Why Do Costs Seem So High?

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Infant adoption opportunities are, to a certain degree difficult to locate. It is, therefore, the locating of the adoption opportunity that becomes expensive. If adopters want to let someone perform this function for them, they will need to be prepared to pay someone for that service. In many states, if adopters want to keep expenses down, they can take a proactive position and participate in the "finding" part themselves (through Internet profiles and other networking tools), and then use an independent adoption attorney or adoption agency to finalize the legal part of their adoption. This will often be the least expensive method of participation in an adoption.

A very common, real-life analogy would be the washing of your car. You have the option to pull it into your driveway, pull out the hoses and vacuum, and wash your car yourself. This will cost you the expense of the water and the soap, but may consume your whole afternoon. If you don't want to bother with all that, you can always take your car to the self-service car wash and guide the magic wand over your car yourself, while still getting your shoes wet in the process. You may or may not choose to clean the interior yourself. This may cost you anywhere from three to five dollars in quarters and an hour or more of your time. If you really detest getting involved in the washing process, or if you are just busier with more productive things, you can take your car to a full service car wash (or even have it picked up from your office) where it can go through "the works", including a hand wash, a hand wax, a tire treatment, an interior cleaning, a new air freshener and maybe even a delicious mint. "The works" could cost you a hundred dollars or more.

Much the same is true in the world of adoption. You have a variety of choices available. If you want to put in the time and effort, a semi self-service option is available. If that does not fit either your personality or your lifestyle, a more full-service option is always available. The expenses involved in the different options will then be adjusted accordingly, depending on the amount of work that other individuals are asked to perform for you.

A note about international adoptions: Agency fees go towards the costs of arranging the adoption - from passports for the child to translation costs and legal fees in the child's country of birth. To ensure that you're working with an adoption agency dedicated to helping children, be sure to ask each agency how much money is routed into building new orphanages, or funding education or new foster families in that country.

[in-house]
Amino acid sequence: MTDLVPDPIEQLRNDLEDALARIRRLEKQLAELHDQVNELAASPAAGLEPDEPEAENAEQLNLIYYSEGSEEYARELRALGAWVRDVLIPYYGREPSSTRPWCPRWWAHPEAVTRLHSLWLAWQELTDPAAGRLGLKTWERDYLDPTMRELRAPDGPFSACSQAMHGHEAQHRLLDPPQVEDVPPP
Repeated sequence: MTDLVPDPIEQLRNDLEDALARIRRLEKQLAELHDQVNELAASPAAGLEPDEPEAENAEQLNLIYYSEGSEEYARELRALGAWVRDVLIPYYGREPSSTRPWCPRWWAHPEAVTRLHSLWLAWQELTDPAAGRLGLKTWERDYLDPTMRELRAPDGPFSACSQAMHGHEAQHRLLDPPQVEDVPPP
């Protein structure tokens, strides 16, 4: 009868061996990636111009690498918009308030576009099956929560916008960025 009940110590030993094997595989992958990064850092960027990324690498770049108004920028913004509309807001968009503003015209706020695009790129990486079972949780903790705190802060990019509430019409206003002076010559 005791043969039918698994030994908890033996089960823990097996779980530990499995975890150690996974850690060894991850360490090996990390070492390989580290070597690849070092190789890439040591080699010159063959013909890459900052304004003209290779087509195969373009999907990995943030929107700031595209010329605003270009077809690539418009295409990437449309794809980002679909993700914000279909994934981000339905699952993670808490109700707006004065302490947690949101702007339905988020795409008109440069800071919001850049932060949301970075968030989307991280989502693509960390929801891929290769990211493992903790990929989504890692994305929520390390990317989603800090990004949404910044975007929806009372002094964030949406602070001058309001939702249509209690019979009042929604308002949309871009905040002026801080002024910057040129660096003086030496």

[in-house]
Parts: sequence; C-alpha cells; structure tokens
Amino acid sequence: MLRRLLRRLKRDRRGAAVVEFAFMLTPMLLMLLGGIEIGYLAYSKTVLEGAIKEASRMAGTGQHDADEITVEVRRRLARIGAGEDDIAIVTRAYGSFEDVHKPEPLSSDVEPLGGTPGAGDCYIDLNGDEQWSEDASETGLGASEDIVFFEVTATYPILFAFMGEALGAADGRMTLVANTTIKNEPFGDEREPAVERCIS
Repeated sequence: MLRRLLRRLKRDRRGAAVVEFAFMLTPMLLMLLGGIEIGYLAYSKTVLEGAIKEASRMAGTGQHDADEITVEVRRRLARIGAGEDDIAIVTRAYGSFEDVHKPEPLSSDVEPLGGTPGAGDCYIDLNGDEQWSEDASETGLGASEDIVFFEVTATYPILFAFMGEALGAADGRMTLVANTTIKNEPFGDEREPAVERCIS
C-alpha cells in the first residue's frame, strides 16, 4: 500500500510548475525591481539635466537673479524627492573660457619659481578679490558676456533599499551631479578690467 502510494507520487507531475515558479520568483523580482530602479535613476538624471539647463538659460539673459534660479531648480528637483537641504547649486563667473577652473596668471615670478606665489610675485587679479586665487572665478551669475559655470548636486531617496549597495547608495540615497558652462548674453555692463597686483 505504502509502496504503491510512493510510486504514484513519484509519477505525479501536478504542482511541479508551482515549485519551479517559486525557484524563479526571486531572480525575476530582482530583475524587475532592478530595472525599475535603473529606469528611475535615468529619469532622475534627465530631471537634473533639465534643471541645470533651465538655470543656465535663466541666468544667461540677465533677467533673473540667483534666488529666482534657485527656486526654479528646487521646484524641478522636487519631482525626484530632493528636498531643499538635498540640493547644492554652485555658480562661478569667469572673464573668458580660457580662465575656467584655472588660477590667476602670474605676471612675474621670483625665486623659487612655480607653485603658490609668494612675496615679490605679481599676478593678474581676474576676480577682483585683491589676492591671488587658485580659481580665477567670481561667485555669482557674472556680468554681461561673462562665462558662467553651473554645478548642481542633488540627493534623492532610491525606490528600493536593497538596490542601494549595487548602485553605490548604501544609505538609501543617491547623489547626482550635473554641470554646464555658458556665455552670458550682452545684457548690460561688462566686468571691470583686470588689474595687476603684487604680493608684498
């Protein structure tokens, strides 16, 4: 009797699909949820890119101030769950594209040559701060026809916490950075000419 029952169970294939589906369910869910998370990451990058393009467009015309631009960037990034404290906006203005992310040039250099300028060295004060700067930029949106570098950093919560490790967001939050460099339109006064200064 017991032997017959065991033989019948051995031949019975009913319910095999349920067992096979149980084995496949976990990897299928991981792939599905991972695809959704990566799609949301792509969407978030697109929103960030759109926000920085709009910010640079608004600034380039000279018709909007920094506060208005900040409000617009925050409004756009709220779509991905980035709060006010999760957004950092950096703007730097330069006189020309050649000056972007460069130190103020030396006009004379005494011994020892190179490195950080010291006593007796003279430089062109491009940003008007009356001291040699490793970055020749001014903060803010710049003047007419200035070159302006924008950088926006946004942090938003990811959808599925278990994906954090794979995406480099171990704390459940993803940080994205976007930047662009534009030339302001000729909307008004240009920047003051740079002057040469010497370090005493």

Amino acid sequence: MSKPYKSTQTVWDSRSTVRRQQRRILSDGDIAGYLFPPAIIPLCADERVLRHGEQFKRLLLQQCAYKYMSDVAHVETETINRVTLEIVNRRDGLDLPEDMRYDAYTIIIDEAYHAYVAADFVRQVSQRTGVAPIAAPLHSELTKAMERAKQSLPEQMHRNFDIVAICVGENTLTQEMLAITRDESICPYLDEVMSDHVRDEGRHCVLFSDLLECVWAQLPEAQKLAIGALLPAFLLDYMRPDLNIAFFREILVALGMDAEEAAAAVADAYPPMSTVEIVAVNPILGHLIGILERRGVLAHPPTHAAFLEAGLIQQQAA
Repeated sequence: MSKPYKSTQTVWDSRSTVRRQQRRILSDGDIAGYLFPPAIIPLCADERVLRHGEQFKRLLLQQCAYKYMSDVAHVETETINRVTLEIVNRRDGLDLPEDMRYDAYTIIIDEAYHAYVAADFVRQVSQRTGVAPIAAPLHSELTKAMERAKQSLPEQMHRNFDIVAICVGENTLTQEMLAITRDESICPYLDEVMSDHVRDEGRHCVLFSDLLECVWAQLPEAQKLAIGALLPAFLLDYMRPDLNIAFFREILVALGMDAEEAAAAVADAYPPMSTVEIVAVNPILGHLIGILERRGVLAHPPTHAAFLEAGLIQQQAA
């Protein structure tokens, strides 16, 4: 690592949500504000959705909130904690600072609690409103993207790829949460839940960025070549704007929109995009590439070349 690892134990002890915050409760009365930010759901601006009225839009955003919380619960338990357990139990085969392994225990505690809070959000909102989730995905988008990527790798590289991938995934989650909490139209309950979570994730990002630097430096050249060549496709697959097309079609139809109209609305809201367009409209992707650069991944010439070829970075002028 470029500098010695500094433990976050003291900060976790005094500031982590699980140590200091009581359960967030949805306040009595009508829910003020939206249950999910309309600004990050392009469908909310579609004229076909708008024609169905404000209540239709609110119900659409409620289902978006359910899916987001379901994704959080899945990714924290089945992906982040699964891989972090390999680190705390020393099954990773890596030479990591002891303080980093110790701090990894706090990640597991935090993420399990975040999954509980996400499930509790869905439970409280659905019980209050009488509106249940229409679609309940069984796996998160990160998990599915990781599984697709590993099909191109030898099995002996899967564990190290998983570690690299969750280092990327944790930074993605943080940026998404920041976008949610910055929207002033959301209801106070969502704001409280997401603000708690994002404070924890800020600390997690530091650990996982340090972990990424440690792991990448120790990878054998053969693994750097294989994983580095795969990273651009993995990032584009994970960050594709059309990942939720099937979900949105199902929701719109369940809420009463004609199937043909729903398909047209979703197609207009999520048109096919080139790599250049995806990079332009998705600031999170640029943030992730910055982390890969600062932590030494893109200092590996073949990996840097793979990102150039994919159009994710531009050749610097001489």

1. Getting Started with Adoption
  2. How Many People Choose Adoption?
  3. Is Adoption Right for You?
  4. Adoption Self-Assessment Quiz
  5. Which Children Are Available for Adoption?
  6. Sibling Groups
  7. Who Can Adopt?
  8. Qualification Requirements for Adopting Parents
  9. Your Adoption Options
  10. Agency Adoption
  11. Private (or Independent) Adoption
  12. Options in Independent Adoption
  13. Adoption Facilitators
  14. International Adoption
  15. Foster Adoption
  16. Stepparent Adoption
  17. Transracial Adoption
  18. Special Needs Adoption
  19. Military Adoption
  20. Making an Adoption Plan
  21. Selecting an Adoption Professional
  22. Getting an Adoption Homestudy
  23. Adoption Costs
  24. Why Do Costs Seem So High?
  25. Help Handling the Costs of Adoption
  26. The Adoption Tax Credit
  27. Adoption Subsidies
  28. Employer Adoption Benefits
  29. Networking & Networking Tools
  30. Legal Issues in Adoption
  31. Evaluating Adoption Risks
  32. Open Adoption
  33. Breastfeeding the Adopted Child
  34. Coping With the Wait
  35. Glossary of Terms
  36. Recommended Reading
  37. Conclusion
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